Ray Bradbury’s “The Veldt” was published in 1951. The advanced technology presented in the story – a fully automated house, a nursery that can sense the children’s feelings and thoughts and reproduce a life-like landscape through virtual reality, traveling by rocket – suggests that the action takes place in a fictional society in the future.
The action probably unfolds over several days, but mentions events that happened a month earlier, explaining why the children have become disobedient: “ ‘They’ve been acting funny ever since you forbade them to take the rocket to New York a few months ago.’ ”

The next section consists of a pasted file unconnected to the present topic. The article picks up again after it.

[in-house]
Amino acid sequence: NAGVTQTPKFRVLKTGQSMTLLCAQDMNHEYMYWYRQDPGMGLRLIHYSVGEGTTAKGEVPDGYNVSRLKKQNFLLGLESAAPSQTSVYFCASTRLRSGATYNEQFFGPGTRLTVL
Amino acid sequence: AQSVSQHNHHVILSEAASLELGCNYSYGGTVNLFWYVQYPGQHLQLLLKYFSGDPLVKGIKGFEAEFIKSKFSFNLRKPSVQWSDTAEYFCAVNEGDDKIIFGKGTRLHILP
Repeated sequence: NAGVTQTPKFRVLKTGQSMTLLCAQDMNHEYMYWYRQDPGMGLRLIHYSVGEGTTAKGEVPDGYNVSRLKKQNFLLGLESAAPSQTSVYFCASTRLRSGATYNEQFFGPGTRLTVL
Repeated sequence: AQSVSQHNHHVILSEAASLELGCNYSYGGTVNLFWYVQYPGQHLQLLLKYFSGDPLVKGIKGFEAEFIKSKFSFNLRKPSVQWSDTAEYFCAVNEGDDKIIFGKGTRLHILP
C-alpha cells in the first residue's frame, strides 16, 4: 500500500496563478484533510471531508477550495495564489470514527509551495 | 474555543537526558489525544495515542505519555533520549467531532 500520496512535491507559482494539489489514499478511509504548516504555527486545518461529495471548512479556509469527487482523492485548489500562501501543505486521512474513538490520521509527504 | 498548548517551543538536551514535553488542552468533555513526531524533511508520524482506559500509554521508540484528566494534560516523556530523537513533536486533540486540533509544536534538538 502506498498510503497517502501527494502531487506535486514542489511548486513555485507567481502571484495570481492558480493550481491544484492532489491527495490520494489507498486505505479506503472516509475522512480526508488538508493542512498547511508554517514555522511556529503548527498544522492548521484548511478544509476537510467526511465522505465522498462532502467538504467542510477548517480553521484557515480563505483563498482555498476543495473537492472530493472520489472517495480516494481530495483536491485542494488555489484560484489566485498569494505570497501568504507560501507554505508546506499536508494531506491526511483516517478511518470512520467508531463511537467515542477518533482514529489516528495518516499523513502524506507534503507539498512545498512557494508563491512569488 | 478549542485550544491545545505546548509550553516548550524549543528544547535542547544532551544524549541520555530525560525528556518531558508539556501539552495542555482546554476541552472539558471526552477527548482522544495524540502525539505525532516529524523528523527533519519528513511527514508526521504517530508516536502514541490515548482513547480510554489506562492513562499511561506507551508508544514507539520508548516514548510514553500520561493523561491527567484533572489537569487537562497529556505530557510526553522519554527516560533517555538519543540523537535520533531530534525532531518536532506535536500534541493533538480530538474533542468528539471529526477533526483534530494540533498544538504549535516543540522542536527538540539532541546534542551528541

The story mentions real places in the US such as New York and Iowa, but the action takes place solely in the Hadley’s Happylife Home which “clothed, fed, and rocked them to sleep”. The house is designed to tend to its inhabitants’ every need, going as far as tying their shoelaces for them and moving them around. Also, George and Lydia’s beds rock them to sleep as if they were children. This adds to the idea that, by having their every need tended to, the adults’ role in the house and in their children’s lives is minimal. In a sense, George and Lydia become children themselves, which affects their mental state and their relationship with Pete...